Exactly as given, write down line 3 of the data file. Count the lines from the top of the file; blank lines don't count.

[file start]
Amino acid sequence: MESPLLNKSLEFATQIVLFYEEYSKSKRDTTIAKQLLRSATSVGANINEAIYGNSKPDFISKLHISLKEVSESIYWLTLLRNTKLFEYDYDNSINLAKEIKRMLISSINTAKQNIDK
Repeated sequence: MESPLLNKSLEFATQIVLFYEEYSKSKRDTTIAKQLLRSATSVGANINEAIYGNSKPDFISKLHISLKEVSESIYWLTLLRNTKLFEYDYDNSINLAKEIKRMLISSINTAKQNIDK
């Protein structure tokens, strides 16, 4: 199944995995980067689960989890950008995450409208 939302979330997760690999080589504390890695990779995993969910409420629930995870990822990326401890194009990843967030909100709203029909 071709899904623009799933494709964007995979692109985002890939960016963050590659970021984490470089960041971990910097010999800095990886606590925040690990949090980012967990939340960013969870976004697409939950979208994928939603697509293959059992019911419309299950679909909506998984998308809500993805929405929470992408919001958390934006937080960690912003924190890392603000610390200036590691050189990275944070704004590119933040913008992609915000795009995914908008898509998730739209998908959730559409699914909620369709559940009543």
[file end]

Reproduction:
């Protein structure tokens, strides 16, 4: 199944995995980067689960989890950008995450409208 939302979330997760690999080589504390890695990779995993969910409420629930995870990822990326401890194009990843967030909100709203029909 071709899904623009799933494709964007995979692109985002890939960016963050590659970021984490470089960041971990910097010999800095990886606590925040690990949090980012967990939340960013969870976004697409939950979208994928939603697509293959059992019911419309299950679909909506998984998308809500993805929405929470992408919001958390934006937080960690912003924190890392603000610390200036590691050189990275944070704004590119933040913008992609915000795009995914908008898509998730739209998908959730559409699914909620369709559940009543």